WINSTON-SALEM, N.C. — Like a growing number of nonprofits, Family Services in Winston-Salem is reducing spending and retooling some of its programs as the recession cuts into its revenue.
The agency, which serves 5,000 families and has lost 10 percent of its funding from the state, has frozen salaries for its 110 employees and will be reexamining its pension plan, says Al Renna, president and CEO.
And after United Way of Forsyth County reduced its funding this year by $193,000 to $1.04 million, Family Services has decided to close its HELPline, a phone line launched in 1970 that provided mental-health assistance to local and regional callers.
Ending that program will eliminate two jobs, and Family Services also has decided not to fill two other vacant positions in its division that oversees its battered women’s shelter and programs that focus on domestic violence, offenders and sexual assault.
“This is a time where we need people to realize the losses that are going on in nonprofits right now,” says Renna.
Operating with an annual budget of $7.2 million, the agency also operates both a Head Start program that each year serves 500 children ages three to five, as well as family-solutions programs.
The Head Start program actually has seen its revenue grow to $4 million in federal grants this year from $3.4 million a year ago.
The agency’s family-solutions programs provides services in the areas of counseling, adoption, family loans and community outreach, which has included its HELPline and daily phone calls to fragile homebound people, usually people who are elderly or live with disabilities.
But Family Services also has seen a 20 percent decline in the average fee from families in treatment, Renna says.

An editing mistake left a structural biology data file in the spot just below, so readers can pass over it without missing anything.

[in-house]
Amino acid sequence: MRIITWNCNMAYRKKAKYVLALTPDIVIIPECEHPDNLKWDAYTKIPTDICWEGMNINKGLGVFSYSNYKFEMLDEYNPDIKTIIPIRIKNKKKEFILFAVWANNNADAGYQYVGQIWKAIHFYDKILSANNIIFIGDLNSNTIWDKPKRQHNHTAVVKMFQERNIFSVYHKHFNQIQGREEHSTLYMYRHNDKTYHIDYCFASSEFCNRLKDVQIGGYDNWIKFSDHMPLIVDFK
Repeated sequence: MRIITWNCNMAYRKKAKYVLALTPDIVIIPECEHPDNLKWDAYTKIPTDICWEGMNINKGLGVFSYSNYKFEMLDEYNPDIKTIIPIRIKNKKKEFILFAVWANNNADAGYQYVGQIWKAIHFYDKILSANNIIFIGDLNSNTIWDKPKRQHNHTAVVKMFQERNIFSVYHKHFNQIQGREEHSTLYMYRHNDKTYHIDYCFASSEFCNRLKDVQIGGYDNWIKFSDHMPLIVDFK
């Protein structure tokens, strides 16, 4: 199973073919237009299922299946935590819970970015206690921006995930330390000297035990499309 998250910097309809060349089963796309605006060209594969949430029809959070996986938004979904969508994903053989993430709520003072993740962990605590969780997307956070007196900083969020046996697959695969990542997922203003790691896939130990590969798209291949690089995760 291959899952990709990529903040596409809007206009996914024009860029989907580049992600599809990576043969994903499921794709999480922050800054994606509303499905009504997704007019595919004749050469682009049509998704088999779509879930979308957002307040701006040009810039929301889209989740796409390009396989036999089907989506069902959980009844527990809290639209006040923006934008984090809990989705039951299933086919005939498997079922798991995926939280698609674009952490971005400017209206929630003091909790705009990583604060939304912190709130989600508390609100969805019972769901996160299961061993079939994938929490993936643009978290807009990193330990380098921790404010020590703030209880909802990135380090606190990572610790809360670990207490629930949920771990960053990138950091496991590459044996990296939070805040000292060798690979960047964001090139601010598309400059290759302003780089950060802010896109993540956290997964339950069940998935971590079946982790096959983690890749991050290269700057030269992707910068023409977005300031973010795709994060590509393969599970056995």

Because they have lost jobs or income, he says, many families opt “not to stay in treatment as long as they should.”
The average fee for a counseling session, which costs the agency $120, has dropped in 10 months to $33 from $48.
“So the agency needs to pick up more subsidy from sources like United Way or contributions,” Renna says.
And he says Family Services has no data on the number of families whose worsening financial situation may be causing them not even to seek assistance.
In one bright spot, contributions to the agency have been flat, although revenue from Taste of the Town, the agency’s big annual fundraising event, fell to $11,000 from $25,000, mainly because of a plunge in corporate sponsorships.
But the biggest hit came from United Way, with its funding cut accounting the loss of $103,000 for Family Services’ phone assistance programs.
That reduction represented 60 percent of the budget for HELPline, which serves about 5,000 callers a year who lack regular access to mental-health services.
Renna says the service, reflecting at trend at similar programs throughout the U.S., has seen a steady reduction in call volume.
Family Services plans to restructure all its community-outreach programs to make better use of its 40 active volunteers, most of whom prefer to work the phone lines, fielding or making calls.
The agency requires phone-line volunteers to take 44 hours of training and commit themselves to one year of service, contributing at least one four-hour shift a week.
“We’re finding that, over the years, people are less and less willing to make those kinds of long-term commitments,” Renna says. “People like short-term volunteering.”
He says many nonprofits face financial challenges because of the recession.
“A lot of nonprofits, not just us, are having to reduce services because of funding losses,” he says. “So it’s really important to support their nonprofit causes at whatever level they’re capable of. This is the time where even small gifts count.”